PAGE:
A reading from the Letter of Saint Paul to the Colossians (Colossians2:6-15)
God made us alive together with him, having forgiven us all our trespasses.
Brethren: As you received Christ Jesus the Lord, so live in him, rooted and built up in him and established in the faith, just as you were taught, abounding in thanksgiving. See to it that no one makes a prey of you by philosophy and empty deceit, according to human tradition, according to the elemental spirits of the universe, and not according to Christ. For in him the whole fullness of deity dwells bodily, and you have come to fullness of life in him, who is the head of all rule and authority. In him also you were circumcised with a circumcision made without hands, by putting off the body of flesh in the circumcision of Christ; and you were buried with him in baptism, in which you were also raised with him through faith in the working of God, who raised him from the dead. And you, who were dead in trespasses and the uncircumcision of your flesh, God made alive together with him, having forgiven us all our trespasses, having cancelled the bond which stood against us With its legal demands; this he set aside, nailing it to the cross. He disarmed the principalities and powers and made a public example of them, triumphing over them in him.
The word of the Lord.
RESPONSORIAL PSALM Psalm145: 1-2.8-9. 10-11 (R. 9a)
R/. How good is the Lord to all.
I will extol you, my God and king,
And bless your name forever and ever.
I will bless you day after day,
And praise your name forever and ever. R/.
The Lord is kind and full of compassion,
Slow to anger, abounding in mercy.
How good is the Lord to all,
Compassionate to all his creatures. R/.
All your works shall thank you,
O Lord, and all your faithful ones bless you.
They shall speak of the glory of your reign,
And declare your mighty deeds. R/.
Alleluia. I chose you from the world that you should go and bear fruit, and that your fruit should abide, says the Lord. Alleluia
A reading from the holy Gospel according to Luke (Luke 6:12-19)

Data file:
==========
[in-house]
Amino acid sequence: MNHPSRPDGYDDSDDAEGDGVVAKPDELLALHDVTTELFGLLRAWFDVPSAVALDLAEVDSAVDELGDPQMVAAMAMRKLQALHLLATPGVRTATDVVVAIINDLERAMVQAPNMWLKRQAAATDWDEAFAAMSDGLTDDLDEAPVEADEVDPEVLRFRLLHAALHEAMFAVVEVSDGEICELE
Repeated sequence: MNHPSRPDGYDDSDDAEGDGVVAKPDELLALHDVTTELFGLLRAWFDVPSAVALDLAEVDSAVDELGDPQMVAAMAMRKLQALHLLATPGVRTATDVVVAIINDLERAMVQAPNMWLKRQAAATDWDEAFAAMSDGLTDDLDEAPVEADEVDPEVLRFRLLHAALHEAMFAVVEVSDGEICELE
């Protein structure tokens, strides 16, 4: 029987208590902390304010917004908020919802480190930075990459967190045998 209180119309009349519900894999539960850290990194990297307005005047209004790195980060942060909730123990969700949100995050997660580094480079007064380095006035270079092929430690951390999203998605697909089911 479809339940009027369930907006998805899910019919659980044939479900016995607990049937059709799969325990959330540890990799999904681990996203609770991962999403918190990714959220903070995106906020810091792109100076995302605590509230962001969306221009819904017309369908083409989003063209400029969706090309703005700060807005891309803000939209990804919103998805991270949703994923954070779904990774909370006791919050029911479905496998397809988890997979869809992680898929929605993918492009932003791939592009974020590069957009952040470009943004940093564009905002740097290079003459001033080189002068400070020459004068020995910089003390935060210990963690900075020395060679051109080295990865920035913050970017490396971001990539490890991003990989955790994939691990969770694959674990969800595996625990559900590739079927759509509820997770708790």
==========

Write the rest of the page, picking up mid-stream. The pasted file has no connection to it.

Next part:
All night he continued in prayer. And he chose twelve, whom he named apostles.
It happened that in these days Jesus went out into the hills to pray; and all night he continued in prayer to God. And when it was day, he called his disciples, and chose from them twelve, whom he named apostles; Simon, whom he named Peter, and Andrew his brother, and James and John, and Philip, and Bartholomew, and Matthew, and Thomas, and James the son of Alphaeus, and Simon who was called the Zealot, and Judas the son of James, and Judas Iscariot, who became a traitor. And he came down with them and stood on a level place, with a great crowd of his disciples and a great multitude of people from all Judea and Jerusalem and the sea coast of Tyre and Sidon, who came to hear him and to be healed of their diseases; and those who were troubled with unclean spirits were cured. And all the crowd sought to touch him, for power came forth from him and healed them all.
The Gospel of the Lord.
The apostles, listed in today’s gospel, are the most unlikely ones from human point of view to be the Lord’s close collaborators. Some of them were fishermen, one was a zealot, another one a tax collector and yet another would turn out to be a traitor. They are uneducated, with no noteworthy leadership qualities, yet too ambitious. Notice that the Lord chose them after a long night of prayer and discernment process. Although the list has nothing to boast about in human calculations, the Lord knew what was best for him and his mission. He had a purpose in calling the ones whom he called. He does not look at the human merits and qualifications, but the interior attitude. Today, after 20 centuries, the church stands strong and tall because those first apostles laid a strong foundation for it.